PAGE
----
Kansas City Chiefs 1995 Season: Why I Still Need to Bleach My Brain

John BartramCorrespondent IIDecember 3, 2011

Derrick Thomas
Derrick ThomasJed Jacobsohn/Getty Images

The 1995 Kansas City Chiefs were arguably the best squad Kansas City has fielded since they won the Super Bowl in 1970.

They finished with a record of 13-3 and the No. 1 defense in the NFL.  Even more remarkable, this is a team that was led by quarterback Steve Bono.

I can still picture Bono's bootleg run against the Arizona Cardinals.  It was so improbable and hysterical. I think he crossed the goal line last Tuesday.

Led by defensive stalwarts Derrick Thomas, Neil Smith and Dan Saleaumua, the Chiefs gave up a league-low 241 points on the year—about what this year's team gave up in the first two games.  That's approximately 15 points a game.

Their average offense and stellar defense led them to the No. 1 seed and home-field advantage throughout the playoffs.

One of the reasons this was one of my most painful Chiefs memories had to do with my own set of personal circumstance surrounding the playoff game against the Indianapolis Colts.

I was in Disney World in Orlando, Florida, to run the Disney Marathon. Even though I was away, I had it all set up. The race started at 6:00 a.m., which is a very unusual time for a race to start.  The folks at Disney World made it clear they wanted us out so they could get paying customers in.

On a side note, this was the inaugural Disney Marathon.  They did not realize what takes place before and during this type of race.

Though it was a small race (approximately 6,000 runners), we all drank a lot of water prior to the race.  We also wore "throw-away" cloths before the race.  It is cold, even in Florida, at such an early time. 

Neil Smith
Neil SmithJonathan Daniel/Getty Images

Therefore, everyone wears sweatshirts, gloves, etc., which they throw away right as the race starts.  That is a lot of clothes strewn all over Disney World.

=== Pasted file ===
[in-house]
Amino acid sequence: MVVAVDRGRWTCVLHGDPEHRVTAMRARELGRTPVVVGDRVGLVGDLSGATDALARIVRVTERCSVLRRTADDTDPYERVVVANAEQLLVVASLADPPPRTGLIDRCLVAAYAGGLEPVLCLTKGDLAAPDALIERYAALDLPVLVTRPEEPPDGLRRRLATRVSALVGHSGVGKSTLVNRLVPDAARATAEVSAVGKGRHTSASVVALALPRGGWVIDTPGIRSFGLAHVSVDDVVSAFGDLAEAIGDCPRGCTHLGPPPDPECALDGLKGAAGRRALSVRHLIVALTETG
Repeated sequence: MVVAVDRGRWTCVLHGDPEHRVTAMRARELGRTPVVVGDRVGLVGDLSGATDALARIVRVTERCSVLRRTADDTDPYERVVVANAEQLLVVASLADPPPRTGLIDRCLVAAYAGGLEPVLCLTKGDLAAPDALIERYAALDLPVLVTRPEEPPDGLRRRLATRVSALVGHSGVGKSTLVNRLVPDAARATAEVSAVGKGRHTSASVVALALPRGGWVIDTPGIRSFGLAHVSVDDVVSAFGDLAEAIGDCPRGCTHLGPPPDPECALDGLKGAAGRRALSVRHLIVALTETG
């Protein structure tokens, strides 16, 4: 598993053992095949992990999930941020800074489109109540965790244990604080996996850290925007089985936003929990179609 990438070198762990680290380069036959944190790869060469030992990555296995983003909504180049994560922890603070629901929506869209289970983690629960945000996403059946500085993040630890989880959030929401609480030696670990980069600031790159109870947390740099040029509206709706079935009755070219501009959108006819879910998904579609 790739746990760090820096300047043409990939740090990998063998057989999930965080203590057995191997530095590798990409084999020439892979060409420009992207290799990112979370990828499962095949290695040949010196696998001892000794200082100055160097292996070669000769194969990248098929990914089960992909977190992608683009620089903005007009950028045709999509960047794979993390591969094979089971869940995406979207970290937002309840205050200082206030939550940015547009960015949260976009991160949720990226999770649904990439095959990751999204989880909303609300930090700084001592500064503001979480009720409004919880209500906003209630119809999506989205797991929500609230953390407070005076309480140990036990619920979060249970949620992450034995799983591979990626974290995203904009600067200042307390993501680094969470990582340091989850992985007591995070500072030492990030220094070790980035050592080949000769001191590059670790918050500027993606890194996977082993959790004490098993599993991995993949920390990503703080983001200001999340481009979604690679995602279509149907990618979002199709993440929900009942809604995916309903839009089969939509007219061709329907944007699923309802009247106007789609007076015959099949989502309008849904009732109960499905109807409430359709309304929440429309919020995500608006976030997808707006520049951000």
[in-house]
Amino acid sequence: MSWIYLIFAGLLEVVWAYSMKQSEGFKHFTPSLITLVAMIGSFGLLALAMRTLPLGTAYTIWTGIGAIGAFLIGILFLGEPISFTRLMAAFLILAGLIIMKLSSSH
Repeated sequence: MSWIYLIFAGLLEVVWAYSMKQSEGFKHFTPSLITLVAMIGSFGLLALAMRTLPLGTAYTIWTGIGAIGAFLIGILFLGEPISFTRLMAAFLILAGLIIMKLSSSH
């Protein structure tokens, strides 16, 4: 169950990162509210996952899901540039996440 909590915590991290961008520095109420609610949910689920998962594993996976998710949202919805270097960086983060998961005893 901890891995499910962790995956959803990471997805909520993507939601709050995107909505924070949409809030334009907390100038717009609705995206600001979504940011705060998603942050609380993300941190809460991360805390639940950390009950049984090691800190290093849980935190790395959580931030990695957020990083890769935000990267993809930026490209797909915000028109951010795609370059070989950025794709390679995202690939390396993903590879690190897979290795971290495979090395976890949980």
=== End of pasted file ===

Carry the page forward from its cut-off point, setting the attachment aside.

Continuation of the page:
Additionally, the organizers did not realize how many portable toilets 6,000 nervous, over-hydrated runners would need. Marathon runner are a very uninhibited group.  One does what one needs to do, before, during and after the race.

Mickey and Minnie Mouse were not prepared for any of this, and needless to say, they have adjusted as the year have passed.

I ran a very good race and was back in my hotel feeling good.  Part of the reason for my good race and good feeling was the anticipation of the Chiefs, in just a couple of hours, destroying the Colts.  The first step to the Super Bowl.

I had just enough time to shower, order massive amounts of food from room service and spread it all over the bed. 

My wife, wanting nothing to do with a football game, made plans to go somewhere. I was alone in my bliss.

To illustrate just how much she wanted nothing to do with football, I once brow-beat her into going to Arrowhead with me for a game. Being the loving, supportive wife she was, early in the game she jumped up, screaming and yelling for a good play.  I said, "Susanne, when you see the 78,000 people dressed in red jump up, that's when you jump up and cheer."

Returning to the Chiefs-Colts playoff matchup—we all know what followed, I assume.

Lin Elliott, the Chiefs placekicker, missed field goals like a blind-folded four-year-old trying to hit a piñata.

Jim Harbaugh, the Colts quarterback, completed only 12 passes for 102 yards.  The Colts fumbled four times. They gained a total of 248 yards for the game.

They won, 10-7.

Steve Bono finally caught up to the Chiefs.  He only completed 11 passes for 122 yards and threw three interceptions.

I'm not sure how long I sat there with that stupid look on my face.  I think when my wife returned, she thought I was in a coma.

The next day my wife dragged me on some stupid Disney boat thing.  I just wanted to stay in the room and cry. It was a small boat, and I noticed the other six people on it were very big.  They had big video cameras and were having a good time.  I was not.

We ended up in a conversation, and it turned out they were all players on the Jacksonville Jaguars.  I told them my story, briefly. They said they were shocked at the game.  They told me the consensus among the NFL players was that the Chiefs were going to win the Super Bowl.

Somehow, this didn't make me feel any better.

It appeared, however, that redemption would come in 1997.

That horror story is a brain scrubbing for another day.